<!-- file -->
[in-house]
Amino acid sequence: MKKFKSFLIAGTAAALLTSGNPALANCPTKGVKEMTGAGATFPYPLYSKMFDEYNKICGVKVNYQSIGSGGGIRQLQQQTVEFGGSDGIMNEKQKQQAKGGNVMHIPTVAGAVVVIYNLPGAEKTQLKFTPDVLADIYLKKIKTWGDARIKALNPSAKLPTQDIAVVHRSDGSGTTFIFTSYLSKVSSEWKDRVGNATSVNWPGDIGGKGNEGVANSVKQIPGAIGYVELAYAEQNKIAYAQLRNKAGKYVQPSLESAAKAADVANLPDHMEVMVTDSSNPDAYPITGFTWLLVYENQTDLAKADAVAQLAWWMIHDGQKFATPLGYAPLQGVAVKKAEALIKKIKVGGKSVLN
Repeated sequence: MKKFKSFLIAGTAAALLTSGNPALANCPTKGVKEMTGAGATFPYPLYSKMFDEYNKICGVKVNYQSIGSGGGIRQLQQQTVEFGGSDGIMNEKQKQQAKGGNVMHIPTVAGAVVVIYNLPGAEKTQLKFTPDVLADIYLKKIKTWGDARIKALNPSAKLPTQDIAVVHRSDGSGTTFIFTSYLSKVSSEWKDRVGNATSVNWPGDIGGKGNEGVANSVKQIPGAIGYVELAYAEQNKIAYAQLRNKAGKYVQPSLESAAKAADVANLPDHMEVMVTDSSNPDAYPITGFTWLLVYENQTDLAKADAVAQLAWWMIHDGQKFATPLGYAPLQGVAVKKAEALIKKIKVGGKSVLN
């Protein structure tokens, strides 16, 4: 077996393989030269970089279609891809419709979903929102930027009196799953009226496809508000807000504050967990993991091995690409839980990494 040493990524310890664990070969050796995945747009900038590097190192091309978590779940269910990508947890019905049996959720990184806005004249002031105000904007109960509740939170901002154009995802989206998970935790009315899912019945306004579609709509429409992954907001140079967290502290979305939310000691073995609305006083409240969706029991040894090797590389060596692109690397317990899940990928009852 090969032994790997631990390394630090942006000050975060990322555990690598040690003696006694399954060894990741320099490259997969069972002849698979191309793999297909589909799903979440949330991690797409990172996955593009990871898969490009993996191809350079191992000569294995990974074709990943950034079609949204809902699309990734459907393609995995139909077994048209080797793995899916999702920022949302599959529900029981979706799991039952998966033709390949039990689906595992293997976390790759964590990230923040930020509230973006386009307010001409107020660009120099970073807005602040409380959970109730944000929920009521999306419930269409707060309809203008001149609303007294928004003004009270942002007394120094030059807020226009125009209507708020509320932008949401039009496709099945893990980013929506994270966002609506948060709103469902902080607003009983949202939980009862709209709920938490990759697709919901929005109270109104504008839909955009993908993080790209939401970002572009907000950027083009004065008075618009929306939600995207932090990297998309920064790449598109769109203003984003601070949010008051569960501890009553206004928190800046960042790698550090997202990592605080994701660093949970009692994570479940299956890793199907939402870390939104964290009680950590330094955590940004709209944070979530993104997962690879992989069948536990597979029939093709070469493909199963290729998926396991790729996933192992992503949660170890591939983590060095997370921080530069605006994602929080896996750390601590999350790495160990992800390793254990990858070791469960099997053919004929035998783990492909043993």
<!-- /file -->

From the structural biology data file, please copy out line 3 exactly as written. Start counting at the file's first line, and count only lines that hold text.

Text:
Repeated sequence: MKKFKSFLIAGTAAALLTSGNPALANCPTKGVKEMTGAGATFPYPLYSKMFDEYNKICGVKVNYQSIGSGGGIRQLQQQTVEFGGSDGIMNEKQKQQAKGGNVMHIPTVAGAVVVIYNLPGAEKTQLKFTPDVLADIYLKKIKTWGDARIKALNPSAKLPTQDIAVVHRSDGSGTTFIFTSYLSKVSSEWKDRVGNATSVNWPGDIGGKGNEGVANSVKQIPGAIGYVELAYAEQNKIAYAQLRNKAGKYVQPSLESAAKAADVANLPDHMEVMVTDSSNPDAYPITGFTWLLVYENQTDLAKADAVAQLAWWMIHDGQKFATPLGYAPLQGVAVKKAEALIKKIKVGGKSVLN